W. Russell Barry, a former leader of twentieth Century Fox Television and chairman of Turner Program Services, passed on Aug. 26 of aspiratory fibrosis at his home in Palm Beach, Florida, his girl Sharon reported. He was 84.
A Brooklyn local and 1957 alumni of Dartmouth College, Barry found work in 1961 selling radio advertisements for CBS in Chicago and afterward New York, at that point regulated system AM stations during their transformation to all-news. In 1972, he moved to Los Angeles to accept a position as vp and GM for KNX-TV.
From that point he joined Fox as vp organize deals and at last became leader of twentieth Century Fox Television, liable for the creation and overall dispersion of system and partnered programming. He administered such shows as MAS*H, Paper Chase, Trapper John, M.D., That’s Hollywood, Dance Fever and Dinah! just as pilots and telefilms.
Barry moved to Playboy Enterprises in 1981 as leader of its creation organization and arranged a joint endeavor with Cablevision to dispatch the Playboy Channel. After two years, he was named leader of Taft Entertainment Television, where he created programming including the 1985-86 TV motion pictures The Key to Rebecca and When the Bough Breaks.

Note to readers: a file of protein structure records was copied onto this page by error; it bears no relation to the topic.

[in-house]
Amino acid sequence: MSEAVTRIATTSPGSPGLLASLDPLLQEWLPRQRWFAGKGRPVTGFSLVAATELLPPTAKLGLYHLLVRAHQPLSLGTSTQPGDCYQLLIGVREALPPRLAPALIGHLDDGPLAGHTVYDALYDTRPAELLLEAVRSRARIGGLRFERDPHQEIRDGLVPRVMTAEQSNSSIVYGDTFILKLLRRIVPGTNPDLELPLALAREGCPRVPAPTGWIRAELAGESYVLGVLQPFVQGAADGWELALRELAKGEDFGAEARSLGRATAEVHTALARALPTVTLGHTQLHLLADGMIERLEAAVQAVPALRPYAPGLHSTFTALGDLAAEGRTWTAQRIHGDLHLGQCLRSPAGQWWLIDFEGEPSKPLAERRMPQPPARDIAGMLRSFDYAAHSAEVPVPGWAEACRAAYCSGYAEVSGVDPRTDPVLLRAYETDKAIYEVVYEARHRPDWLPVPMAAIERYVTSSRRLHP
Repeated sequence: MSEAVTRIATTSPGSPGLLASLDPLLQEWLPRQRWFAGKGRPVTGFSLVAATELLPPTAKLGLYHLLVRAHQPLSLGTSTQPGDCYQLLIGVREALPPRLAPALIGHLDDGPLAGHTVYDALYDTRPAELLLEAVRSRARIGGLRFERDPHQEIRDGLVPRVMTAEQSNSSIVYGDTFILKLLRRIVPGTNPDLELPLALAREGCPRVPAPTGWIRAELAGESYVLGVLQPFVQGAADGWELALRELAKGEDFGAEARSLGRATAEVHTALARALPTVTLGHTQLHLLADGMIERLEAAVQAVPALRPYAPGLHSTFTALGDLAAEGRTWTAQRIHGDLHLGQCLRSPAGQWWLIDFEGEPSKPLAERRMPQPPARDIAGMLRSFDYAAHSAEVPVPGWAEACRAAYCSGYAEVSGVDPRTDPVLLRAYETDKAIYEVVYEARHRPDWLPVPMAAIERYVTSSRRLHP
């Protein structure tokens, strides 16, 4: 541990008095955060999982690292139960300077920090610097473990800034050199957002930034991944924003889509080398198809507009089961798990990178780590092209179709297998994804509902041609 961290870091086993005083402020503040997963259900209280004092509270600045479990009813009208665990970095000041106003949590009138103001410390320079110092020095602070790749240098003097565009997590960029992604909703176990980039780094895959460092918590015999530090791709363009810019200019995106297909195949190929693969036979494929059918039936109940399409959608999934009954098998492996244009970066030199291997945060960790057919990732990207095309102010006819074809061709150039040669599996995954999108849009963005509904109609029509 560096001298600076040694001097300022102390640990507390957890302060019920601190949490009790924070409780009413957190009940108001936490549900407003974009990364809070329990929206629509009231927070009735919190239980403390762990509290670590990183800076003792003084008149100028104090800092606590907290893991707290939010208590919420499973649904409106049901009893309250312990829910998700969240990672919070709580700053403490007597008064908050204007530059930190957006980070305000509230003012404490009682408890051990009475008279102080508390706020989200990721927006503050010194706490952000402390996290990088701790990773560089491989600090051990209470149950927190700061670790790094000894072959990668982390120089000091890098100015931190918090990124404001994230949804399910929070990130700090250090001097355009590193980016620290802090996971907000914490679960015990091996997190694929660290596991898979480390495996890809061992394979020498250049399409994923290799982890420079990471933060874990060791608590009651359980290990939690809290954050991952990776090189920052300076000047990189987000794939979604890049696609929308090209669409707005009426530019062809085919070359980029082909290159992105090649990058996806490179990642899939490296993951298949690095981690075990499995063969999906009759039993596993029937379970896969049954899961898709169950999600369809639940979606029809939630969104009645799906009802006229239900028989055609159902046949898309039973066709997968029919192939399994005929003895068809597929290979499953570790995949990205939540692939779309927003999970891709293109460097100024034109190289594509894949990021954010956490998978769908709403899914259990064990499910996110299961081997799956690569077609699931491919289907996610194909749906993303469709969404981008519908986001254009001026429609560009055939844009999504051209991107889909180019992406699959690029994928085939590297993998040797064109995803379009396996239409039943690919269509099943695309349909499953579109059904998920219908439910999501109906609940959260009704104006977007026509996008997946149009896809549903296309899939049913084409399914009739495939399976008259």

Barry became president on Turner Program Services in 1986 and afterward executive in 1995. He was answerable for overall promoting and circulation of all TBS programming, including the MGM film and TV library; first-run creations from National Geographic and The Cousteau Society; CNN; and projects including The Lazarus Man and The Wonder Years. He likewise facilitated the arrangement that put CNN into air terminals and lodgings around the globe.
Barry finished his profession as a senior leader at Warner Bros. following the 1995 merger between Time Warner and Turner.
Survivors incorporate his better half, Cynthia, and their little girl, Shannon; his ex, Phyllis, and their kids, Michael, Sharon and Craig, a veteran executive at Turner Sports; and grandkids Russell, Ryan, Sean, Taylor, Carter and Cassius.
Donations can be made in his memory to St. Jude Children’s Research Hospital.